How to Support a Survivor

If someone you know has experienced sexual violence, dating/domestic violence, or stalking, here are some ways you can help:

Do:

  • Ask them how you can best help them
  • Tell them you are glad they felt comfortable coming to you.
  • Practice active listening. (This means giving them your undivided attention and listening in a non-judgmental and neutral way)
  • Ask if they feel safe. If they say no, ask if there is anything you can do to help them feel safer.
  • Tell them you believe them and that what happened is not their fault.
  • Ask if they would like to know their options or what they would like the next steps to be.
  • Mirror their language. Use the terms and pronouns they are using.
  • Validate what they are feeling (Self-blame is very common among people who have experienced violence. This is one feeling that should not be validated)
  • Respect their privacy
  • Check in. (Ask if you can check in to see how they are doing and specify a timeframe)
  • Get support for yourself too. 

Don't:

  • Minimize what happened.
  • Press them for details.
  • Question the validity of their account. (i.e. “Are you sure...?”)
  • Make excuses for the assailant (e.g. saying they don’t “seem like the type”; unfortunately, sexual violence can be perpetrated by anyone)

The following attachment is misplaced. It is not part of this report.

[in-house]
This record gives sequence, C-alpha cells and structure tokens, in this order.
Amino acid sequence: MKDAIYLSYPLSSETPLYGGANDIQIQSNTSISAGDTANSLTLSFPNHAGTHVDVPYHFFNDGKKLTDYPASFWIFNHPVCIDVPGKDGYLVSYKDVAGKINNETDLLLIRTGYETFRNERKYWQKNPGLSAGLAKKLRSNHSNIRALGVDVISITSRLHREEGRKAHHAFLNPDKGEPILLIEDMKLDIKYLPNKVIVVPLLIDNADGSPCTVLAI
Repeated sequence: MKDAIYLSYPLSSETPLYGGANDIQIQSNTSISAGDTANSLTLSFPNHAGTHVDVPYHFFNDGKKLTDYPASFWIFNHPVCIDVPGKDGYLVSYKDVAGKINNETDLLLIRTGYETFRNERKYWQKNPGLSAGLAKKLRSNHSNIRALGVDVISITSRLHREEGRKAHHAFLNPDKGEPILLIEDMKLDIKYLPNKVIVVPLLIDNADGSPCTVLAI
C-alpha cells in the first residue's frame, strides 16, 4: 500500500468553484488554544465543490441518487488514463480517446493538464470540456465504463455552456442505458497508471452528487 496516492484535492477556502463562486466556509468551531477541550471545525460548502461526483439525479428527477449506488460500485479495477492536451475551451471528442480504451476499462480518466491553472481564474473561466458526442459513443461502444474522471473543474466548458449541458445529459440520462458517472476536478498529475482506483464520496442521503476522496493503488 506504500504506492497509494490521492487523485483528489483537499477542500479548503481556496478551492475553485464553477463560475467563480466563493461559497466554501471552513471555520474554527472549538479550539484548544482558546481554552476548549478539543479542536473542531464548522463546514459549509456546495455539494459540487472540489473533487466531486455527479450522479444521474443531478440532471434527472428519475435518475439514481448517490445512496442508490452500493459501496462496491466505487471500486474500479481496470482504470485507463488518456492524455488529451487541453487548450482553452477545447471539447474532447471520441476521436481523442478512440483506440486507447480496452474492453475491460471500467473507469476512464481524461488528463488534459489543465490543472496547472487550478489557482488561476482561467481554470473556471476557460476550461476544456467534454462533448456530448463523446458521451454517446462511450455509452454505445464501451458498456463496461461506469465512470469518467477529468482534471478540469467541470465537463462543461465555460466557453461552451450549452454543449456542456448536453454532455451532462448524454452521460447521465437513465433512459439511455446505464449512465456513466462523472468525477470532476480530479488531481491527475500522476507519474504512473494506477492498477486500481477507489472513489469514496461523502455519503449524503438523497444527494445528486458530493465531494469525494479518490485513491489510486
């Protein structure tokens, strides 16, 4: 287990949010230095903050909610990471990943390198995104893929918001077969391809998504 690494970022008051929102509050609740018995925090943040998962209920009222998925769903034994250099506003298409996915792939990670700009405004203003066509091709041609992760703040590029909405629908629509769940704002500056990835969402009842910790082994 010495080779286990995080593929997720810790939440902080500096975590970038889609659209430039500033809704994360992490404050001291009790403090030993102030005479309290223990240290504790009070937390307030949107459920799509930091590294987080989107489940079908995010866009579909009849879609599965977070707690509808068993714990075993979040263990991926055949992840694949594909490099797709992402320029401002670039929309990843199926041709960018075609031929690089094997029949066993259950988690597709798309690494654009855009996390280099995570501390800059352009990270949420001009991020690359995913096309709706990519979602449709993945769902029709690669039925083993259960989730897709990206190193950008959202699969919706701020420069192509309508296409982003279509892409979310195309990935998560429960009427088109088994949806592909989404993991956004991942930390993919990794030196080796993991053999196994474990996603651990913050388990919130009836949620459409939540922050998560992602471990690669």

• Confront the assailant.
  • Share their story without their permission. (except with a confidential third-party, like a psychologist or a counselor)
  • Label their experience. (if they are not calling what happened “rape” or “sexual assault”, then neither should you)
  • Interrupt them or multi-task while they are sharing/ Talking about these experiences can be very difficult, and interruptions or distractions can discourage people from sharing or make them feel ignored.
  • Tell them what to do. Instead, lay out the options in a neutral way and support them no matter what they choose to do.
  • Expect them to react a certain way or on a certain schedule.

Your support can have a very meaningful and positive impact in their recovery process. Here are some additional things to keep in mind:

  • The person who is sharing their experince with you has taken a risk by telling you something that is very personal and may be very painful. Respect the courage they are showing by giving them your full and undivided attention.
  • Accept that you cannot fully understand what they have experienced, and that’s OK! You do no know more about what a person is going through than they do. Remember that what they experienced is complex and so are their feelings about it.
  • There is no “right” or “wrong” way to react.
  • There is no time limit. Whether it happened yesterday or 10 years ago, they are still entitled to feel however they feel! Healing takes time and looks different for everyone.

*Please contact CARE at (831) 502-2273 or at care@ucsc.edu for questions, concerns, or more information.